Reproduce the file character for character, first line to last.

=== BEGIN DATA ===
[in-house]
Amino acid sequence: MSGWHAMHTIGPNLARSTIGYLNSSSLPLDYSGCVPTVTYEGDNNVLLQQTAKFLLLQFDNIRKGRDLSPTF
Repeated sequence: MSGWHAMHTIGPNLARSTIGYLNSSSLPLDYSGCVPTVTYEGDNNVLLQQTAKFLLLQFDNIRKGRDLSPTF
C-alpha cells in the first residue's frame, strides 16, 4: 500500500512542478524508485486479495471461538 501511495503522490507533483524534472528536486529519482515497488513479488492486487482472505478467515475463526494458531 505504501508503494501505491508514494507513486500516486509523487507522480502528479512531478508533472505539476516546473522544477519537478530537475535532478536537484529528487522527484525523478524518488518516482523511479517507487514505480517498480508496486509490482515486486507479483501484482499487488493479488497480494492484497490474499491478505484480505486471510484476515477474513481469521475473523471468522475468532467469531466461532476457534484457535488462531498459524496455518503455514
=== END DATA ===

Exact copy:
[in-house]
Amino acid sequence: MSGWHAMHTIGPNLARSTIGYLNSSSLPLDYSGCVPTVTYEGDNNVLLQQTAKFLLLQFDNIRKGRDLSPTF
Repeated sequence: MSGWHAMHTIGPNLARSTIGYLNSSSLPLDYSGCVPTVTYEGDNNVLLQQTAKFLLLQFDNIRKGRDLSPTF
C-alpha cells in the first residue's frame, strides 16, 4: 500500500512542478524508485486479495471461538 501511495503522490507533483524534472528536486529519482515497488513479488492486487482472505478467515475463526494458531 505504501508503494501505491508514494507513486500516486509523487507522480502528479512531478508533472505539476516546473522544477519537478530537475535532478536537484529528487522527484525523478524518488518516482523511479517507487514505480517498480508496486509490482515486486507479483501484482499487488493479488497480494492484497490474499491478505484480505486471510484476515477474513481469521475473523471468522475468532467469531466461532476457534484457535488462531498459524496455518503455514